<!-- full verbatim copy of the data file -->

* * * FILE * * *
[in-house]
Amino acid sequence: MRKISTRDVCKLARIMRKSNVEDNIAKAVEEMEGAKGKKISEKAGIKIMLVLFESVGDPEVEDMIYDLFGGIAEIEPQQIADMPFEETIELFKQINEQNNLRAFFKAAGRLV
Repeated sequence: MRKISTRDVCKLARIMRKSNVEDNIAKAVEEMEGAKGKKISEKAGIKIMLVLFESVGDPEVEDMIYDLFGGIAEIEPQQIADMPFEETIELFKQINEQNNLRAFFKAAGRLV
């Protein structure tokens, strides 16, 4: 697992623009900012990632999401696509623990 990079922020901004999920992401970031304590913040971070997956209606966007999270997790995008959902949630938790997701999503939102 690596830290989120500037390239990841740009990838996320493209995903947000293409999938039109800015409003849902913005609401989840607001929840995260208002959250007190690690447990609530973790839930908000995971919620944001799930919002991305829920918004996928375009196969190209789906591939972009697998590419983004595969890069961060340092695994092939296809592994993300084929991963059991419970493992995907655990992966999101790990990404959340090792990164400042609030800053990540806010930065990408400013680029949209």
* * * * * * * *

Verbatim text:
[in-house]
Amino acid sequence: MRKISTRDVCKLARIMRKSNVEDNIAKAVEEMEGAKGKKISEKAGIKIMLVLFESVGDPEVEDMIYDLFGGIAEIEPQQIADMPFEETIELFKQINEQNNLRAFFKAAGRLV
Repeated sequence: MRKISTRDVCKLARIMRKSNVEDNIAKAVEEMEGAKGKKISEKAGIKIMLVLFESVGDPEVEDMIYDLFGGIAEIEPQQIADMPFEETIELFKQINEQNNLRAFFKAAGRLV
């Protein structure tokens, strides 16, 4: 697992623009900012990632999401696509623990 990079922020901004999920992401970031304590913040971070997956209606966007999270997790995008959902949630938790997701999503939102 690596830290989120500037390239990841740009990838996320493209995903947000293409999938039109800015409003849902913005609401989840607001929840995260208002959250007190690690447990609530973790839930908000995971919620944001799930919002991305829920918004996928375009196969190209789906591939972009697998590419983004595969890069961060340092695994092939296809592994993300084929991963059991419970493992995907655990992966999101790990990404959340090792990164400042609030800053990540806010930065990408400013680029949209």